If you are a passenger involved in a motor vehicle accident, you may have access to certain personal injury claims that a driver in the same situation does not have access to. Specifically, injured passengers may be able to file a personal injury claim against multiple drivers, including the driver of the vehicle that they were a passenger in at the time of injury. The unique legal position of a passenger in relation to a motor vehicle accident opens up several interesting opportunities for recovery of damages.
Understanding Driver and Passenger Fault
California applies pure comparative negligence – otherwise known as pure comparative fault – under which each involved party is assigned a percentage of the overall fault for the accident at-issue. Suppose, for example, that Driver 2 collides with Driver 1. The facts indicate that the defendant-driver (Driver 2) is 70% at fault for the accident, and the plaintiff-driver (Driver 1) is 30% at fault for the accident. If the plaintiff’s damages are $100,000, then the plaintiff will only be entitled to 70% of the damages amount, or $70,000. In some cases, a driver who is the victim of another driver’s negligence may still somewhat at-fault for the accident. From the perspective of an injured passenger in the vehicle, then, a personal injury claim must include all at-fault defendants. Let’s reconsider the above example from the perspective of a passenger. Suppose that you are riding as a passenger in Driver 1’s vehicle. Driver 2 collides with Driver 1 on a local road. The accident results in injuries to you, the passenger. Again, Driver 2 is 70% at fault for the accident, while Driver 1 – your driver – is 30% at fault. Your damages are $100,000. As you are not at fault for the accident (both drivers share the fault), you would be entitled to the full $100,000, should you succeed in your personal injury claim.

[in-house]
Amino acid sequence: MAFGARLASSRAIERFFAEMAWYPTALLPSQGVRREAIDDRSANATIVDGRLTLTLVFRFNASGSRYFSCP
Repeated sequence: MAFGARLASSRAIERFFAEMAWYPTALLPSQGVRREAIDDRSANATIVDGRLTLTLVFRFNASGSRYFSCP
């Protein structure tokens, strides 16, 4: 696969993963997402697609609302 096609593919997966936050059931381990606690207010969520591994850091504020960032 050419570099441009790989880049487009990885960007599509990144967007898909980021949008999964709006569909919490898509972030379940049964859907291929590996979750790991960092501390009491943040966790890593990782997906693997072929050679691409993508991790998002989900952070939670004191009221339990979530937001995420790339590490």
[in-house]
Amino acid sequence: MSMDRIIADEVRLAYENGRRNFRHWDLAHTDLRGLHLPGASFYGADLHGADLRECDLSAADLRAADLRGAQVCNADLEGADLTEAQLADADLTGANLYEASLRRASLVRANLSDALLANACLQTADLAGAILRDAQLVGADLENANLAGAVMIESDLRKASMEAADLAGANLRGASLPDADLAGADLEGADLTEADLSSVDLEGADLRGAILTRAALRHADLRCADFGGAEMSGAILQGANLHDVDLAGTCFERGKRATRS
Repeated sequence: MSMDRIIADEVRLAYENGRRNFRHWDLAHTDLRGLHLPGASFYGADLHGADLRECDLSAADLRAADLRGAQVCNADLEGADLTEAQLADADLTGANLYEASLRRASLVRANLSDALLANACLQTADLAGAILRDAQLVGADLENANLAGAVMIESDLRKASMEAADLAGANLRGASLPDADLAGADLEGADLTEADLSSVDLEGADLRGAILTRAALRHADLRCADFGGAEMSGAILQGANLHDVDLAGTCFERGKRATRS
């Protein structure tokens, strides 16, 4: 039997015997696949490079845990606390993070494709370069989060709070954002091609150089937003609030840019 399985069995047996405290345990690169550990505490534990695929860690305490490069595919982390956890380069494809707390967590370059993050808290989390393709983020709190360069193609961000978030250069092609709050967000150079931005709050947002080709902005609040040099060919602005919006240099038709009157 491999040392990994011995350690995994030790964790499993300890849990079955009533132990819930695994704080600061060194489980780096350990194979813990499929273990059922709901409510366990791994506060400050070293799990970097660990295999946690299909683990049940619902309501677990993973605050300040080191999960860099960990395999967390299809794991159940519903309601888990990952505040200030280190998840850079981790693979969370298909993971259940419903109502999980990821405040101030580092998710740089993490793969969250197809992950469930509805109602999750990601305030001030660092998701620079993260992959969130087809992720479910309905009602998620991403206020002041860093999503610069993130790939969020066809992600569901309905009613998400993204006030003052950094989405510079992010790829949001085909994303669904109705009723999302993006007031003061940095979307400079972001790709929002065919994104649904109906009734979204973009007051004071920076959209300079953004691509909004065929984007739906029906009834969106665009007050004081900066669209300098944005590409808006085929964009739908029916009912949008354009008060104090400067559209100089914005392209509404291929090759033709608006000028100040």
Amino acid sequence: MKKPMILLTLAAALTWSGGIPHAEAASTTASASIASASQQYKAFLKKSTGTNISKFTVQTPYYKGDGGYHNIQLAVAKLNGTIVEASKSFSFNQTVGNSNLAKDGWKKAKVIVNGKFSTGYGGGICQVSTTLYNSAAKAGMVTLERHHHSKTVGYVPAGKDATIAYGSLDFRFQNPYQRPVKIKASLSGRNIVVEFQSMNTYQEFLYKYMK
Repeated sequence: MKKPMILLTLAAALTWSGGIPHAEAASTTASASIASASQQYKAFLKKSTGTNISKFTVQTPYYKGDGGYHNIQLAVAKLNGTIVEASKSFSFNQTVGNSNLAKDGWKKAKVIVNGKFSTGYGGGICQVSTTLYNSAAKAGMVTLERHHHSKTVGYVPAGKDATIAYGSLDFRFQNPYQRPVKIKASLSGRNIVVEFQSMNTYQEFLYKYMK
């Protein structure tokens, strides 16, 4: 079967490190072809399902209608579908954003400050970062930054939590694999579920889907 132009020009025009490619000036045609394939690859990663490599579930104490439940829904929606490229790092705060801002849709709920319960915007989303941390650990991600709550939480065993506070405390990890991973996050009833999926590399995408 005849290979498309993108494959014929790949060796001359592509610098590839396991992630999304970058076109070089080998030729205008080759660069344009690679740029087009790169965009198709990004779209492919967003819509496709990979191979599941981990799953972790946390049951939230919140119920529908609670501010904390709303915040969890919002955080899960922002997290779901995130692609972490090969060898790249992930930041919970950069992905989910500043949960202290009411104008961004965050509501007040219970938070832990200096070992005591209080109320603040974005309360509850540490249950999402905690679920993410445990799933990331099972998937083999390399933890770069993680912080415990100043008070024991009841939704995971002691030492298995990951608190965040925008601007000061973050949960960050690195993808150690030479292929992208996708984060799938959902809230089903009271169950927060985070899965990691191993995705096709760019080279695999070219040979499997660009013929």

Claim Against Your Driver
Claims against the driver of the passenger are common, especially in “solo” accidents where no other drivers are involved – for example, the driver of a motor vehicle may crash into an object on the side of the road without outside interference. Claims against the driver are based on a theory of negligence. All drivers owe a duty of care to their passengers. They are required to exercise reasonable care to ensure that their passengers are safe. If the driver fails to exercise reasonable care in operating their vehicle – and this failure results in passenger injuries – the passenger may have a legitimate personal injury claim against their driver. Bear in mind that commercial drivers – taxis, buses, shuttles, and other passenger carrier services – owe the strictest duty of care to their passengers. They are known as “Common Carriers.” This higher duty of care is explicitly set out in California Civil Code section 2100.
Rideshare services are unique in that, unlike standard passenger services, the drivers operate as independent contractors. California has implemented regulations requiring rideshare companies (also known as Transportation Network Companies) to provide a minimum of $1 million in liability insurance coverage. As a passenger, you therefore have access to substantial insurance coverage in the event of an injury. Whether rideshare services such as Uber are considered “common carriers” – and thus subject to a stricter duty of care to their passengers – is a matter that has yet to be fully resolved. Recent case law has indicated that some California judges are willing to define ridesharing companies as “common carriers,” though the case law is rather inconsistent. If you were injured in an accident as a passenger – even if the accident involved rideshare services such as Uber or Lyft – seek the consultation of a skilled personal injury attorney to assess your claim and move forward with the personal injury process. Call West Coast Trial Lawyers at (888) 539-9582 for a free consultation with an experienced Uber accident lawyer today.